WEB DESK: U.S. teens are eating healthier diets and showing less severe metabolic syndrome – a cluster of conditions like high blood pressure and elevated blood sugar that can lead to cardiovascular disease, stroke and diabetes – a new study suggests.
Adolescents are consuming fewer calories and carbohydrates and more healthy unsaturated fats than they were more than a decade ago, the analysis of U.S. survey data found.
Along with these shifts in eating habits, teens also developed increased levels “good” high-density lipoprotein (HDL) cholesterol that helps purge blood vessels of debris and lower levels of triglycerides – dangerous fats that can make blood thicker, stickier and more prone to clots.
“We found that the decrease in severity of the metabolic syndrome was driven by favorable changes in triglycerides and HDL cholesterol,” said senior study author Dr. Mark DeBoer of the University of Virginia in Charlottesville.
“This supports the important idea that changes to your lifestyle choices are the key to improving cardiovascular risk status,” DeBoer added by email.
Metabolic syndrome encompasses a combination of health risk factors – hypertension, obesity, elevated blood sugar, high triglycerides and low HDL cholesterol – that often occur together. Having metabolic syndrome is also associated with decreased sensitivity to the hormone insulin, which allows sugars to build up in the blood.
Left untreated, this syndrome can lead to serious health complications. The likelihood of developing the syndrome and severity of symptoms can be influenced by genetics, but may also be modified with diet and exercise, DeBoer and colleagues note in the journal Pediatrics.
To assess the interaction between changes in diet, exercise and metabolic syndrome severity over time, researchers analyzed nationwide survey data collected from 1999 to 2012 for 5,117 youth aged 12 to 19 years.
Overall, about 10 percent of teens in the study had metabolic syndrome. The prevalence didn’t change over the study period despite a significant increase in what’s known as body mass index (BMI), a ratio of weight relative to height that is used to track obesity.
Researchers didn’t find changes in hypertension or blood sugar over the course of the study. They also didn’t find changes in overall physical activity from 2007 to 2012 when the survey included exercise data.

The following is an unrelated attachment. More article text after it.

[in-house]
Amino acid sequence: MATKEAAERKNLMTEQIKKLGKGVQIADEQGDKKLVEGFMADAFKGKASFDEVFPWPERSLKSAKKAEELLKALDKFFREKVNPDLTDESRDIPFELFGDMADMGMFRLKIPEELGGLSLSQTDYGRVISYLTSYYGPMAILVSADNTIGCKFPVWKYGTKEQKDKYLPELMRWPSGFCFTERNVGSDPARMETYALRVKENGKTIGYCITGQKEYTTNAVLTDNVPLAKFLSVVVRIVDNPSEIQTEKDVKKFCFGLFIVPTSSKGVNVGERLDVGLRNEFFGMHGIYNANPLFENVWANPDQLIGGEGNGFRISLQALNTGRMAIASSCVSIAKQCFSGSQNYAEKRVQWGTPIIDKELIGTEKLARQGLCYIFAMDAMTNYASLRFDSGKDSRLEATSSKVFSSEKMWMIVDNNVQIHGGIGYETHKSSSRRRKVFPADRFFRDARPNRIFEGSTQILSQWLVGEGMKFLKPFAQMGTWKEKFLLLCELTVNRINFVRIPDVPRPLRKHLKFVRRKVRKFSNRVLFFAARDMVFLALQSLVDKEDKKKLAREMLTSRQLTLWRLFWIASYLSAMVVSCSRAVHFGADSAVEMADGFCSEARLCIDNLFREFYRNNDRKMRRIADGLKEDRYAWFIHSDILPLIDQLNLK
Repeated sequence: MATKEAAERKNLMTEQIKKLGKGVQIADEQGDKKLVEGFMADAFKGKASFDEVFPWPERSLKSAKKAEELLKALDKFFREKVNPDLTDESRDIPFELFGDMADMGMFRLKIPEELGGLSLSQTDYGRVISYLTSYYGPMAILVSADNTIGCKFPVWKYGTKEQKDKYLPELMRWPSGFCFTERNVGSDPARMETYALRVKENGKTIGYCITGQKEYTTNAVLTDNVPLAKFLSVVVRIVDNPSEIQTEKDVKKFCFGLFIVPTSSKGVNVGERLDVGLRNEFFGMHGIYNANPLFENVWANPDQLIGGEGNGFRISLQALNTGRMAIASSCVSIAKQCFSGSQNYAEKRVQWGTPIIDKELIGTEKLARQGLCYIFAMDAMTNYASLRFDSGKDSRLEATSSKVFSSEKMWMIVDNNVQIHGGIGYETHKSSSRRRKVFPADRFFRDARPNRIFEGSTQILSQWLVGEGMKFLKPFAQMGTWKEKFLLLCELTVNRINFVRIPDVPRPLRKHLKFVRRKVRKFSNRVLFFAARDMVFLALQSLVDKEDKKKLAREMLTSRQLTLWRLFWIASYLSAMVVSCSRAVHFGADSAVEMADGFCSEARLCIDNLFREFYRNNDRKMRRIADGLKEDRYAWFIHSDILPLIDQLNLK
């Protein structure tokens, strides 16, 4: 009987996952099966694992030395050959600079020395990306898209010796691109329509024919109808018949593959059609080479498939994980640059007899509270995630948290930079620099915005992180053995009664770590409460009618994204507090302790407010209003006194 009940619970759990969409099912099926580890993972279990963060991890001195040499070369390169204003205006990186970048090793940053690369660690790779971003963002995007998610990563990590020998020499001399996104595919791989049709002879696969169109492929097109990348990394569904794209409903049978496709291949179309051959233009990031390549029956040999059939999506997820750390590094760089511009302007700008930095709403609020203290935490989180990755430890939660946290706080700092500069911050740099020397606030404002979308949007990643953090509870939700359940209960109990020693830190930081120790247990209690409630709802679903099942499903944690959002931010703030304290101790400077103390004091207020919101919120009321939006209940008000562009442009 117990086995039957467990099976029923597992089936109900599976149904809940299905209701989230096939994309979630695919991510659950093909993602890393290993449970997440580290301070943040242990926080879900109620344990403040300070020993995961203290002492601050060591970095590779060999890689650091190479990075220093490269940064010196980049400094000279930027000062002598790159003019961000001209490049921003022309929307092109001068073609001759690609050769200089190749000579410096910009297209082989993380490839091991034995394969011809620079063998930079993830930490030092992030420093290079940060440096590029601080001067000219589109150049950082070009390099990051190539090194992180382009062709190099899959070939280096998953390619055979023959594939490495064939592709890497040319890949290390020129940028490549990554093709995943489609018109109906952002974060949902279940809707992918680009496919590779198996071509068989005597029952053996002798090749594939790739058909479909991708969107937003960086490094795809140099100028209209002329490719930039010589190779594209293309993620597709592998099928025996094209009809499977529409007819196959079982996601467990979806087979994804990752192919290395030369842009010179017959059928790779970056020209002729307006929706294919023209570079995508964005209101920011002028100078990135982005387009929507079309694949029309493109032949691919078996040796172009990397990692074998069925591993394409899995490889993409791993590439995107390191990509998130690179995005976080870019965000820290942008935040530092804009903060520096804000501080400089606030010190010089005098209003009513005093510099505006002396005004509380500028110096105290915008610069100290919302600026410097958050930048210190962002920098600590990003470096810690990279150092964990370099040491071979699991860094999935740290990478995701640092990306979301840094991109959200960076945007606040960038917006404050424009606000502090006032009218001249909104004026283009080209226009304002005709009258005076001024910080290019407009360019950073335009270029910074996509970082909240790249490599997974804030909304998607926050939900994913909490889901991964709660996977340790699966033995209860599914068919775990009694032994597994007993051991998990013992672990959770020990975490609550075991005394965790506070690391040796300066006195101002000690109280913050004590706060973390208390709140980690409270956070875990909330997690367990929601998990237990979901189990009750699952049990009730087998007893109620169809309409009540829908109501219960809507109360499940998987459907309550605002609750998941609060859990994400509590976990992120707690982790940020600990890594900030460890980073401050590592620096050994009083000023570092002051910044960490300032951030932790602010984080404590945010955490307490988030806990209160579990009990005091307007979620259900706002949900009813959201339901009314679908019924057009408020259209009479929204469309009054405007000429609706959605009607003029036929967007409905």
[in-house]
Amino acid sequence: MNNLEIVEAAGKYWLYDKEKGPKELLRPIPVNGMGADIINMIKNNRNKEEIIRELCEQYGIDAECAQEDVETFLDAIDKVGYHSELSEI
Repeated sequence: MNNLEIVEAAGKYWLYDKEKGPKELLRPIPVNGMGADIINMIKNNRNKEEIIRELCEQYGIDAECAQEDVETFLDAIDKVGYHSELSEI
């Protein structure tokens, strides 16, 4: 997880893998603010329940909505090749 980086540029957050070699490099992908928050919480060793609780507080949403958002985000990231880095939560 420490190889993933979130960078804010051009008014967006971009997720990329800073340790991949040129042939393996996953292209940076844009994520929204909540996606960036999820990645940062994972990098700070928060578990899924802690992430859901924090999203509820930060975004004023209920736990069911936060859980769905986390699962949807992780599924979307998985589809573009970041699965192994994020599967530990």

Still, the severity of metabolic syndrome, calculated based on the presence and magnitude of individual risk factors, declined. Specifically, fewer kids had low HDL or high triglycerides by the end of the study.
But the study can’t prove that dietary changes are what caused the decline in metabolic syndrome severity.
Another limitation of the study is that physical activity data was incomplete and relied on teens to accurately report on their exercise habits, which may have masked a connection between metabolic syndrome and fitness levels, the authors note.
“Sedentary individuals may over-report their physical activity while obese adolescents may under-report their eating,” observed Benjamin Guinhouya, an epidemiology researcher at the University of Lille in France who wasn’t involved in the study.
One in six U.S. children and teens are obese, according to the U.S. Centers for Disease Control and Prevention.
Because obese children and teens often have metabolic syndrome, studies like this are still important to understand how lifestyle changes might influence the severity of symptoms and potentially reduce the risk of heart disease and diabetes, Guinhouya added by email.
To help prevent metabolic syndrome, parents should keep an eye on children’s weight and waist circumference, which unlike other risk factors can be simple to spot, Guinhouya said.
“Efforts should be carried out to keep the waist circumference of children to less than half their height,” Guinhouya said. “This can be done through continuing to watch the eating choices of children together with encouragement and promotion of an active lifestyle and a reduction of sedentary pastimes.”